The Competition and Consumer Protection Commission (CCPC) has published a report assessing the household waste collection market in Ireland. The report, published on 28 September 2018, is the result of a study conducted by the CCPC pursuant to a request from the Minister for Business, Enterprise and Innovation under the Competition and Consumer Protection Act 2014.
The report examines the current structure and the evolution of the waste collection market, the economic theories behind utility markets, and compares Ireland’s market with those in other European countries.
Isolde Goggin, Chairperson of the CCPC, commented on the report:
‘Collection of domestic waste is of critical importance to households and to the protection of our environment. Our report has found that the waste collection market in Ireland is extremely complex. State, commercial and consumer interests are continually overlapping and often conflict with each other, and these factors have played out differently in different parts of the country. As a result, we believe that a review of Government policy and specifically the introduction of economic regulation is required to make this market work better for consumers, industry and the State, in the medium and long term.’
The CCPC’s report examined the current market structure, which is known as “side-by-side competition”. With this type of model means and, subject to licensing, waste operators can offer their services in any location, so there may be more than one operator in a given area.
Usually, competition brings better outcomes for consumers, businesses and the economy. The existence of multiple suppliers drives businesses to compete on price, customer service or products, and consumers have the power to influence by changing their providers. However, in a natural monopoly market it is more cost effective and efficient for one firm to supply the market than to have a number of suppliers. The CCPC’s analysis found that the household waste collection market exhibits the characteristics of a natural monopoly, including strong local economies of density and scale, high fixed costs and a large cost advantage for a single operator.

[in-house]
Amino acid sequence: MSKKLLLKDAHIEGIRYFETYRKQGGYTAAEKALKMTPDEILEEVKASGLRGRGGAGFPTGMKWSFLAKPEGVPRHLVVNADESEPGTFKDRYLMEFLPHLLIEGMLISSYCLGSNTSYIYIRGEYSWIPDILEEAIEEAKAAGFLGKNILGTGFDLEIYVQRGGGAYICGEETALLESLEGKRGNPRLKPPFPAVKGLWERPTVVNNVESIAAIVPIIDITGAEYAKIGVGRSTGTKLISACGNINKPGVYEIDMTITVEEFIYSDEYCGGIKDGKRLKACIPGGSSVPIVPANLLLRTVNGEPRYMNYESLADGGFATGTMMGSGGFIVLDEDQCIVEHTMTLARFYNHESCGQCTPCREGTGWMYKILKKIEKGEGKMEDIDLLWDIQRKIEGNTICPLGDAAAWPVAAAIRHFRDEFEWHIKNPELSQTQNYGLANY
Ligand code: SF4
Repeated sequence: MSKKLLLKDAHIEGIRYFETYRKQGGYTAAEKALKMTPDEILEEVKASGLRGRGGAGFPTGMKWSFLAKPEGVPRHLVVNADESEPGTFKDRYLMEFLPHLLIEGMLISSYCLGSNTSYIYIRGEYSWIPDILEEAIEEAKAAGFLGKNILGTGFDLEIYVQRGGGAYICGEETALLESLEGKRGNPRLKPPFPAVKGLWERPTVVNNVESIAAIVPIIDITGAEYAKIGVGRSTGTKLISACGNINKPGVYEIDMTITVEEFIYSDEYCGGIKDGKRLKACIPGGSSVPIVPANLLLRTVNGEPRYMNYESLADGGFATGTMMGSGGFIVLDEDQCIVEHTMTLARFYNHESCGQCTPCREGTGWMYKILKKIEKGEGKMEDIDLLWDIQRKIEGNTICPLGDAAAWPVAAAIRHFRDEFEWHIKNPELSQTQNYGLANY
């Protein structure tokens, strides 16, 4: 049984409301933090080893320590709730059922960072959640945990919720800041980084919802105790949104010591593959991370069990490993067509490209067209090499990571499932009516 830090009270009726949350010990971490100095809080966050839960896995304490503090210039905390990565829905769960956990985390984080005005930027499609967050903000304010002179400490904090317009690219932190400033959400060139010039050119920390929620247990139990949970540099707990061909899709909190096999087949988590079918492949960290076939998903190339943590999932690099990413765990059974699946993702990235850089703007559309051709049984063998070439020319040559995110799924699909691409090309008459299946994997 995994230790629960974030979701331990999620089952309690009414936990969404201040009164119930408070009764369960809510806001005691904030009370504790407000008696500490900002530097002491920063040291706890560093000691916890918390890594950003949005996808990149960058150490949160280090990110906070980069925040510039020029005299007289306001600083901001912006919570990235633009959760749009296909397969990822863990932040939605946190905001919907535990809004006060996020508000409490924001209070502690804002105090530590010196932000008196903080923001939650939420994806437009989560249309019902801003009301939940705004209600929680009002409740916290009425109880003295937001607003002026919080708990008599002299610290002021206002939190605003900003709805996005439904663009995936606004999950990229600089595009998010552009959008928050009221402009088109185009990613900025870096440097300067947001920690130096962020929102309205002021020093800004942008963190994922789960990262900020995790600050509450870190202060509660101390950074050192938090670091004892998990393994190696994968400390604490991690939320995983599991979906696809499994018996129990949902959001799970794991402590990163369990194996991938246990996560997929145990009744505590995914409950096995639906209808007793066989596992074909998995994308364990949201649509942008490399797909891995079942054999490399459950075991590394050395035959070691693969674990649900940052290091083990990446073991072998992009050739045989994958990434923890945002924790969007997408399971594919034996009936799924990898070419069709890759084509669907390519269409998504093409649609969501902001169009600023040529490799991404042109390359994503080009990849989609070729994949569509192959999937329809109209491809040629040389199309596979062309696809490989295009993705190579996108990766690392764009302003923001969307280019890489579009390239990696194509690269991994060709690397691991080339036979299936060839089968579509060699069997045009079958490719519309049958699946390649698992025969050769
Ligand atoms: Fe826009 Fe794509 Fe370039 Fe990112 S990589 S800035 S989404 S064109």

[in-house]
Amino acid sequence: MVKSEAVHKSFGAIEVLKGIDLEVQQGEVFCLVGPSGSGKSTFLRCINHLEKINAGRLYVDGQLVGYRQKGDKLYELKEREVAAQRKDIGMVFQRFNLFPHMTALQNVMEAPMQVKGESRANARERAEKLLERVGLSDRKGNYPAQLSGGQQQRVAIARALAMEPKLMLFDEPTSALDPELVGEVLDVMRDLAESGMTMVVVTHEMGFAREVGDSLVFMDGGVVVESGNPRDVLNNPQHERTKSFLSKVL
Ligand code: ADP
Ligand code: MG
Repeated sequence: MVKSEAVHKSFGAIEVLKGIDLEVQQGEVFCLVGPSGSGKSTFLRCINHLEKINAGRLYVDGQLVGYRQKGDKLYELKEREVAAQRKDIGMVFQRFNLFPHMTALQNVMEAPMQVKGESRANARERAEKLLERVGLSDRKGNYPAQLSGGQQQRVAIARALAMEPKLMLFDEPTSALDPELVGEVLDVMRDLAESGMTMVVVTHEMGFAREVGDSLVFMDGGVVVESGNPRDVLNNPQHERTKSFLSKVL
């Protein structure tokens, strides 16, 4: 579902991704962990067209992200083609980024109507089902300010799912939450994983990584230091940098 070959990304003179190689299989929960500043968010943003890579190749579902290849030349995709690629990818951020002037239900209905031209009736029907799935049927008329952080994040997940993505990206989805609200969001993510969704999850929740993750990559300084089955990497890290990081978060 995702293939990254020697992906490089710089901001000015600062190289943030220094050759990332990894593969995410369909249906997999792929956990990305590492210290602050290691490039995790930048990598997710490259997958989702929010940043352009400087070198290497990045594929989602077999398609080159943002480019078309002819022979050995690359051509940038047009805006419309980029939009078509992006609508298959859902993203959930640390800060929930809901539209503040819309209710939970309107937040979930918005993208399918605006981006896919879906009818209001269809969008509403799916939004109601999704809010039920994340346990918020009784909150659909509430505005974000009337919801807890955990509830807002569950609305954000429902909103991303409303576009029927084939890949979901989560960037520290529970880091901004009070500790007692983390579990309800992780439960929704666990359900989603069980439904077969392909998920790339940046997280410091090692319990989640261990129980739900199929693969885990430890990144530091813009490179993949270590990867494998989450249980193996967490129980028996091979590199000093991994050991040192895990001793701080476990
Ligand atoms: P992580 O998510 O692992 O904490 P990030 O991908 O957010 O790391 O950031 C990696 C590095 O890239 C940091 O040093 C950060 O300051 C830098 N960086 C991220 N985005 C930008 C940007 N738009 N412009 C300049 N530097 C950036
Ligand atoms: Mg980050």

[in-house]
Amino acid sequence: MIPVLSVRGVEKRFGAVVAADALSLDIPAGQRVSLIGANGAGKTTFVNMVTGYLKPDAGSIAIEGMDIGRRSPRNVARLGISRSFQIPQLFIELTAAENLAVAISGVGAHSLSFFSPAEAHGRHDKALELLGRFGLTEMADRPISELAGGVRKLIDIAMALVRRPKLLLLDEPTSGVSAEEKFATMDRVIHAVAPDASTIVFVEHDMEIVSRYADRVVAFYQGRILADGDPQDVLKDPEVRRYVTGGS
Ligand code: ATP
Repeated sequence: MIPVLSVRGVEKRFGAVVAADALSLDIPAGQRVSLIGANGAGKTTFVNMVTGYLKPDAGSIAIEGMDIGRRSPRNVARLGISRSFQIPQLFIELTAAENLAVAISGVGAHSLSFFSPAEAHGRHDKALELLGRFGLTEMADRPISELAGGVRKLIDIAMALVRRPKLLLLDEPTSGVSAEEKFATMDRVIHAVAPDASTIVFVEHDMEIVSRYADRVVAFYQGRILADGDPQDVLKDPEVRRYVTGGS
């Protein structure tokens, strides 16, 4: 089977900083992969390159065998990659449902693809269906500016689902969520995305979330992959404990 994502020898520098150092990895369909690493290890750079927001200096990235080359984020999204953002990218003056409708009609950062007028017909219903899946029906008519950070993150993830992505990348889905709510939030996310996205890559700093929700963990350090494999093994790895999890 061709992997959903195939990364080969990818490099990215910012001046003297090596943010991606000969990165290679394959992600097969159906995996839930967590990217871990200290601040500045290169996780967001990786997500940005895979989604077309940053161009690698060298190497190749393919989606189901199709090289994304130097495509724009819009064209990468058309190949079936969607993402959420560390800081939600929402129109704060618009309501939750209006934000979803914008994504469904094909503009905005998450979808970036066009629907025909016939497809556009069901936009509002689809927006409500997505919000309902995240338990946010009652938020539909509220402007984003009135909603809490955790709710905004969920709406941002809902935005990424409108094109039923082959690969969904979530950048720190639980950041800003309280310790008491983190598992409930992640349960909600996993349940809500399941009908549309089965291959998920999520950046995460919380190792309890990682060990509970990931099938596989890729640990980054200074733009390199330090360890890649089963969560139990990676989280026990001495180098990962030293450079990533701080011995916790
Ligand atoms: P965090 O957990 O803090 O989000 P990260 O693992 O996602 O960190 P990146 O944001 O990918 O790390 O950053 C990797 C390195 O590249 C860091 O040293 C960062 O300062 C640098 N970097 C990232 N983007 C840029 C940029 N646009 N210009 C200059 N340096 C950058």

Ms Goggin commented: ‘In theory, side-by-side competition should allow for multiple suppliers and consumer choice. However, in reality, the domestic waste collection market in Ireland is highly concentrated and becoming increasingly so. As a result consumers have little or no power to influence the behaviour of operators in this market.’
According to the report, this structure, which is unique among other countries in Europe, also means that price and service levels for the collection of waste from households are determined by private operators.
The CCPC’s Recommendations
The CCPC report recommends the introduction of economic regulation in the household waste collection market.
In developing its recommendations, the CCPC looked to the experiences of other European countries. In the EU countries the CCPC surveyed, it found that the State maintained a high level of control, either by managing the collection of waste directly or by contracting it, by competitive tender, to the private sector.
In Ireland, although there are multiple bodies tasked with regulation and enforcement activity in this sector, regulation generally relates to environmental policy. The CCPC found that Ireland has few sector-specific economic tools to ensure that its strategic policy on waste collection service for households is delivered and that environmental goals are achieved. According to the CCPC, introducing economic regulation would remedy this, and would also allow for standards of consumer protection to be equal to those of other utilities.
In its report, the CCPC sets out several recommendations for policymakers to consider, which include the following:
The full report published by the CCPC is available here.
Marco Hickey is Partner and Head of the EU, Competition and Regulated Markets team at LK Shields Solicitors. Marco is the author of Merger Control in Ireland published by Thomson Reuters, which is the first book exclusively devoted to merger control in Ireland.